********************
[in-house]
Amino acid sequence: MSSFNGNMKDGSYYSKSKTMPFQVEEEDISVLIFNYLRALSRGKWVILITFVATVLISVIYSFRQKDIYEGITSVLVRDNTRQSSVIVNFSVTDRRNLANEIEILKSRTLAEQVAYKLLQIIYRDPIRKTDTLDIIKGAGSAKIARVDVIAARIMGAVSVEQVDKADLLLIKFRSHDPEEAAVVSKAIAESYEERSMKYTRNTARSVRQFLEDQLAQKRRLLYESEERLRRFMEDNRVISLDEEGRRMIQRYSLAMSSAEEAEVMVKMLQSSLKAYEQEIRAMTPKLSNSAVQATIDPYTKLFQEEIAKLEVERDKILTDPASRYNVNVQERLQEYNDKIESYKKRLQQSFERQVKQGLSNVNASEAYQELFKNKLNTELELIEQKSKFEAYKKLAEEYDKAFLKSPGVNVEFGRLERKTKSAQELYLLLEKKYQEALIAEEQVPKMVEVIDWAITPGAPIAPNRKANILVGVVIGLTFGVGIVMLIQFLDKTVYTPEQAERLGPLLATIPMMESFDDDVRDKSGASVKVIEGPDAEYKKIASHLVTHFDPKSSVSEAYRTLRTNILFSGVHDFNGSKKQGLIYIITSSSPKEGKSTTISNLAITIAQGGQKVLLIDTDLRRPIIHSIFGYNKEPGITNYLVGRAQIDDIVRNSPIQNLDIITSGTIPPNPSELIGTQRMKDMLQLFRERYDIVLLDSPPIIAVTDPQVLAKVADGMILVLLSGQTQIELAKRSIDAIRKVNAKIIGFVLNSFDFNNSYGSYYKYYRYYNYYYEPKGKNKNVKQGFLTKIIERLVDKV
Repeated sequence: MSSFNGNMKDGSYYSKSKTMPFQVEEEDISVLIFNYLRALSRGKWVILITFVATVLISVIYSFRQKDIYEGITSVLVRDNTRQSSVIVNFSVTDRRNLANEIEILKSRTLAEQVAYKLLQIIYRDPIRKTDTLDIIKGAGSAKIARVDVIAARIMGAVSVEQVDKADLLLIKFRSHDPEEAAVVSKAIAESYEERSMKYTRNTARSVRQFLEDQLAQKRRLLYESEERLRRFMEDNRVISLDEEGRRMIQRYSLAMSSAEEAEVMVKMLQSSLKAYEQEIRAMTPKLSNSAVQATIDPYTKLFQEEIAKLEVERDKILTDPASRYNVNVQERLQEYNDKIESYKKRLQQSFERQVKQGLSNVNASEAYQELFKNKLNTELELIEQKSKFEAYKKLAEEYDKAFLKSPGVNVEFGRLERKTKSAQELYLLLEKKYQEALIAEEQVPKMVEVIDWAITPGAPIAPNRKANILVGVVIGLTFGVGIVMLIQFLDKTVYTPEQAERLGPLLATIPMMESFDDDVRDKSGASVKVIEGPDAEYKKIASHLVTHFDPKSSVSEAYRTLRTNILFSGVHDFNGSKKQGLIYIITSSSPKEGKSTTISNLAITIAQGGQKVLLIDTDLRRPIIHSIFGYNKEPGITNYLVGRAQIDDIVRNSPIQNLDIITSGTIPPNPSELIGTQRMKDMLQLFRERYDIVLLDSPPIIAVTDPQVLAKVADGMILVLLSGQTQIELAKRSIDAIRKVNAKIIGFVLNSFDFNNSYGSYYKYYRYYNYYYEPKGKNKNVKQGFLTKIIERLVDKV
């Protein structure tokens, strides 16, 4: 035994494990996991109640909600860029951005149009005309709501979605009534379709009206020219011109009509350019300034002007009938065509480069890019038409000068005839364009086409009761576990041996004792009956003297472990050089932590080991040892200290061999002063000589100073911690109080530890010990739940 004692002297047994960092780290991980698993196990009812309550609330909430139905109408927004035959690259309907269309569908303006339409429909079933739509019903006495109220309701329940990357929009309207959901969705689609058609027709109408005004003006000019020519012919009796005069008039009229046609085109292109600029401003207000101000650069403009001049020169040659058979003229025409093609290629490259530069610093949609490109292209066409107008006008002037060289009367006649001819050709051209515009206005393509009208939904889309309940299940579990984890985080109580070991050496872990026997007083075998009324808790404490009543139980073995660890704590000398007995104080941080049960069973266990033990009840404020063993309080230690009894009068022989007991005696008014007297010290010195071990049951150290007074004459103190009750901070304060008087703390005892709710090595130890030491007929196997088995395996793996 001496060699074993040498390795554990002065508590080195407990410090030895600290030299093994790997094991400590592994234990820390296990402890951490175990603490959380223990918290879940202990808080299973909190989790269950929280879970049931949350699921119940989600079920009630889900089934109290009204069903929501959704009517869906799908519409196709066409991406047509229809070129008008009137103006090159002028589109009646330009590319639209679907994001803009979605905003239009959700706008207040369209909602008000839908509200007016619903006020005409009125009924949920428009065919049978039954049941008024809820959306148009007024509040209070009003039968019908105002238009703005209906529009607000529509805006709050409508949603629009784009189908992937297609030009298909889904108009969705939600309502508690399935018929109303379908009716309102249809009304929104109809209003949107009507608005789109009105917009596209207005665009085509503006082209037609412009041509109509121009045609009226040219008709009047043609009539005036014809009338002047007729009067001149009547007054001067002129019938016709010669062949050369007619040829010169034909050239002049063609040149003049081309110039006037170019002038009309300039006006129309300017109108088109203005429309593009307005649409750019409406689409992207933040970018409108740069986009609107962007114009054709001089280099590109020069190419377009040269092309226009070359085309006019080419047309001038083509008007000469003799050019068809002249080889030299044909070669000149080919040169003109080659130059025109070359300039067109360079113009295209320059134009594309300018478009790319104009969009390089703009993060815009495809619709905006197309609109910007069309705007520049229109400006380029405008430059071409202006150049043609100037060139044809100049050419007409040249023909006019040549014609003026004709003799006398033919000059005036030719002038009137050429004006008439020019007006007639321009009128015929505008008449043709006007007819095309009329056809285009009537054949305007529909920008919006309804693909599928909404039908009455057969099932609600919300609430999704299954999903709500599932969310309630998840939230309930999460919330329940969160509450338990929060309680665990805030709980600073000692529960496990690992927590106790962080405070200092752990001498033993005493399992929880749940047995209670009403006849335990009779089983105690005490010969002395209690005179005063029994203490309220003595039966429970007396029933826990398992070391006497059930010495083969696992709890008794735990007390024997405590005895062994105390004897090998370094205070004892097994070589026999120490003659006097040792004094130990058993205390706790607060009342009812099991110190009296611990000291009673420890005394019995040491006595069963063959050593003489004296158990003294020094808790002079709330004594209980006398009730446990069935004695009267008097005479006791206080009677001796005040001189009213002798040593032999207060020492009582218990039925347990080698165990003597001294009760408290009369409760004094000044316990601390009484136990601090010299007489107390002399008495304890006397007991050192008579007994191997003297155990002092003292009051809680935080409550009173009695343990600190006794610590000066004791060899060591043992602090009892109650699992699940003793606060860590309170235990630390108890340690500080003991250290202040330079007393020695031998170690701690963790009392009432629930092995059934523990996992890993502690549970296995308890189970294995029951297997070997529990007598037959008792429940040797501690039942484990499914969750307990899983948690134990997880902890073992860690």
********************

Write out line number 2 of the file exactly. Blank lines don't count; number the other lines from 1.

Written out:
Amino acid sequence: MSSFNGNMKDGSYYSKSKTMPFQVEEEDISVLIFNYLRALSRGKWVILITFVATVLISVIYSFRQKDIYEGITSVLVRDNTRQSSVIVNFSVTDRRNLANEIEILKSRTLAEQVAYKLLQIIYRDPIRKTDTLDIIKGAGSAKIARVDVIAARIMGAVSVEQVDKADLLLIKFRSHDPEEAAVVSKAIAESYEERSMKYTRNTARSVRQFLEDQLAQKRRLLYESEERLRRFMEDNRVISLDEEGRRMIQRYSLAMSSAEEAEVMVKMLQSSLKAYEQEIRAMTPKLSNSAVQATIDPYTKLFQEEIAKLEVERDKILTDPASRYNVNVQERLQEYNDKIESYKKRLQQSFERQVKQGLSNVNASEAYQELFKNKLNTELELIEQKSKFEAYKKLAEEYDKAFLKSPGVNVEFGRLERKTKSAQELYLLLEKKYQEALIAEEQVPKMVEVIDWAITPGAPIAPNRKANILVGVVIGLTFGVGIVMLIQFLDKTVYTPEQAERLGPLLATIPMMESFDDDVRDKSGASVKVIEGPDAEYKKIASHLVTHFDPKSSVSEAYRTLRTNILFSGVHDFNGSKKQGLIYIITSSSPKEGKSTTISNLAITIAQGGQKVLLIDTDLRRPIIHSIFGYNKEPGITNYLVGRAQIDDIVRNSPIQNLDIITSGTIPPNPSELIGTQRMKDMLQLFRERYDIVLLDSPPIIAVTDPQVLAKVADGMILVLLSGQTQIELAKRSIDAIRKVNAKIIGFVLNSFDFNNSYGSYYKYYRYYNYYYEPKGKNKNVKQGFLTKIIERLVDKV